But of course, Serena is going after Major #24 with history in her sights. After ending a three-year title drought in Auckland, she's arguably shaken that monkey off her back (if there ever was one there...) and could be primed to roll. She opens against talented teen Anastasia Potapova, who gave Coco Gauff a tough time in their U.S. Open first round last year, but she should be an easy win for Williams.

Speaking of Coco, the other talented teen with a slightly higher profile -- at least in the States -- makes her Australian Open debut with another first round against Venus Williams, the more-than-twice-her-age legend she beat last year at Wimbledon. She's still the on-paper underdog in this match, but the gap is much narrower these days, and she's got a lot more experience under her belt now. Whatever the outcome, the winner could face Osaka in the third round.

Also in this quarter is 2018 champion Caroline Wozniacki, who's saying goodbye to the Tour once her run here ends. We've seen pending retirement inspire players before, and it may have helped her to the semis in Auckland, after all. But she's got a tough section too, with U.S. Open standout Kristie Ahn in the first round and potentially Adelaide runner-up Dayana Yastremska in the second. The crowd will be rooting for her, but I expect she'll be stopped by Serena at the start of the second week.

My Semifinalist Pick:Serena Williams
Confidence Meter:She's on a roll, man, and hungry!

Fourth Quarter

This may be one of the more wide-open sections of the draw. On-paper favorite Simona Halep, who lost to an on-the-mend Aryna Sabalenka this week in Adelaide, kicks off her campaign against Brisbane giant-killer Jennifer Brady, who made the quarters as a qualifier. Halep, a two-time Major titleist -- she shocked Serena last year for the Wimbledon title -- can also be spotty at Majors, though, so the early test may not be welcome. And on the other end of things, you've got Belinda Bencic, who got bumped up a seed thanks to Bianca Andreescu's withdrawal from the event. She's sitting at a career-high ranking, but can also be up-and-down in her play -- she made the U.S. Open semis last year, but this season lost her opener in Brisbane and was upset in the Adelaide quarters by Danielle Collins, who's also in this section.

And let's talk about Collins -- the twenty-six year old, twenty-sixth seed has had a solid start to the year, notching wins not only over Bencic, but Elina Svitolina and Sofia Kenin too. She also was the unexpected semifinalist here last year, her first breakthrough at the Slams -- she hadn't won a match at one before that. She'll have a little more pressure to defend points, though, which could weigh on her in later rounds. If not for that, I may have chosen her as my Cinderella here.

But there are also a couple high profile early rounds to watch in this section. Former champion Maria Sharapova, who lost her first round in Brisbane to Brady and is ranked all the way down at #145 in the world, got a wildcard to the Open and in return was gifted a first round against Donna Vekic. It's certainly a winnable match for her, but not one she can be assumed to win. And then there's Heather Watson, on the comeback trail. She starts off against a similarly strong Kristyna Pliskova, the #2's twin, and could set up a second round rematch against Elise Mertens, who she beat this week on the way to the Hobart semis. But ultimately, I'm not sure any of these ladies will keep up their streaks into the final four.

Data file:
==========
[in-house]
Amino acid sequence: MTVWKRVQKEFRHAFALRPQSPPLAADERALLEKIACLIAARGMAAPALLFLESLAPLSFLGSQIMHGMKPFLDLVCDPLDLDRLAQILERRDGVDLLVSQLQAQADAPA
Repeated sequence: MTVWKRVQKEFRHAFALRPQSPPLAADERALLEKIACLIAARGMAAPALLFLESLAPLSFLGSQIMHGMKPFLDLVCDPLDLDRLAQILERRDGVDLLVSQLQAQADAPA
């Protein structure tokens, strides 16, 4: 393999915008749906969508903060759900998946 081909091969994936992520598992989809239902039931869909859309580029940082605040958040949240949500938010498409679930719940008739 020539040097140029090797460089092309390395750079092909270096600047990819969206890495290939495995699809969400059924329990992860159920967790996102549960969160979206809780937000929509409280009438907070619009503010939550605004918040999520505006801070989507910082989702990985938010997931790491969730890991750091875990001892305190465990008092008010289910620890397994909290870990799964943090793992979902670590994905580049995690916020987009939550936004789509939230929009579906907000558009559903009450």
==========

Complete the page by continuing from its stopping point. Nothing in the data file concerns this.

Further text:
Who could be interesting, though, is Karolina Muchova, who after qualifying for the event last year made the quarters at Wimbledon and gave Serena Williams a tough time in her U.S. Open third round. She's now the twentieth seed, and starts off against an always tricky Kirsten Flipkens. But given her draw, she might just be the spoiler.

My Semifinalist Pick:Karolina Muchova
Confidence Meter:Why the hell not?


First Quarter

Moving on to the men's draw, Rafael Nadal takes the top seed and, while he may not be considered a favorite for the title -- he's only got that one win here from waaaay back in 2009 -- he's certainly capable of doing some damage. He has made the final four other times, including last year, and he's become a real force on hard courts. He's also had some time to recover since that grueling ATP Cup schedule, so hopefully he'll at least be in good physical shape.

My big concern for him, though, is Nick Kyrgios, who despite my concerns has been pretty spot on this year. There's no love lost between him and Rafa, though, and that could be on full display if they do meet in the fourth round. I wouldn't be shocked if we saw an upset.

The bottom part of this quarter also has a lot of opportunity. While two-time French Open finalist Dominic Thiem is the headliner, he had some mixed results at the ATP Cup, losing to both Borna Coric and Hubert Hurkacz. It does feel like we could get a breakout from Felix Auger-Aliassime -- the teenager from Canada has never played a main draw here before and actually had a surprisingly dismal showing at the ATP Cup. But he had a solid run in Miami last year as a qualifier, and lived up to expectations in an Adelaide draw this week that saw more than its fair share of upsets.

Still, you have to believe this quarter will be decided in the top half, and that could mean our best matches come early.

My Semifinalist Pick:Nick Kyrgios
Confidence Meter:This pains me, but there it is...

Second Quarter

This quarter may be the easiest to call. Novak Djokovic is the defending men's champion (and seven-time titleist) and arrives on the heels of six match wins at the ATP Cup, including ones over Nadal and Daniil Medvedev. Plus he smartly sat out last week's event in Adelaide, so he should be well rested when he hits the courts in Melbourne. Of course, he's had some early exits here -- notably a stunning second round defeat by Denis Istomin in 2017 -- but he's probably one of the surest bets in the field.